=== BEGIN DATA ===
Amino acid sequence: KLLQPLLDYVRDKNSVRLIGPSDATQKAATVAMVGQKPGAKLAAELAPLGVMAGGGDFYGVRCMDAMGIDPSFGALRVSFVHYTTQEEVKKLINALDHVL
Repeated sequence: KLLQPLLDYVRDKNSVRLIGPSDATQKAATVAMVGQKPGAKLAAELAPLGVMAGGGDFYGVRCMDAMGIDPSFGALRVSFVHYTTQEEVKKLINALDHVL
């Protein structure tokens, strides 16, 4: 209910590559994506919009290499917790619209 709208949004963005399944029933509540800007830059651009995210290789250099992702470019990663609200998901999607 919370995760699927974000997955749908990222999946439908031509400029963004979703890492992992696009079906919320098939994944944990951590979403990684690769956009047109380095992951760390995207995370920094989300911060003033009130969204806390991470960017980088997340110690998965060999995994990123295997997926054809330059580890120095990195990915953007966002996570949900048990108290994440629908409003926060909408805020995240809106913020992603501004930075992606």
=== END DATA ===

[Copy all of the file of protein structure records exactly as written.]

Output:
Amino acid sequence: KLLQPLLDYVRDKNSVRLIGPSDATQKAATVAMVGQKPGAKLAAELAPLGVMAGGGDFYGVRCMDAMGIDPSFGALRVSFVHYTTQEEVKKLINALDHVL
Repeated sequence: KLLQPLLDYVRDKNSVRLIGPSDATQKAATVAMVGQKPGAKLAAELAPLGVMAGGGDFYGVRCMDAMGIDPSFGALRVSFVHYTTQEEVKKLINALDHVL
């Protein structure tokens, strides 16, 4: 209910590559994506919009290499917790619209 709208949004963005399944029933509540800007830059651009995210290789250099992702470019990663609200998901999607 919370995760699927974000997955749908990222999946439908031509400029963004979703890492992992696009079906919320098939994944944990951590979403990684690769956009047109380095992951760390995207995370920094989300911060003033009130969204806390991470960017980088997340110690998965060999995994990123295997997926054809330059580890120095990195990915953007966002996570949900048990108290994440629908409003926060909408805020995240809106913020992603501004930075992606």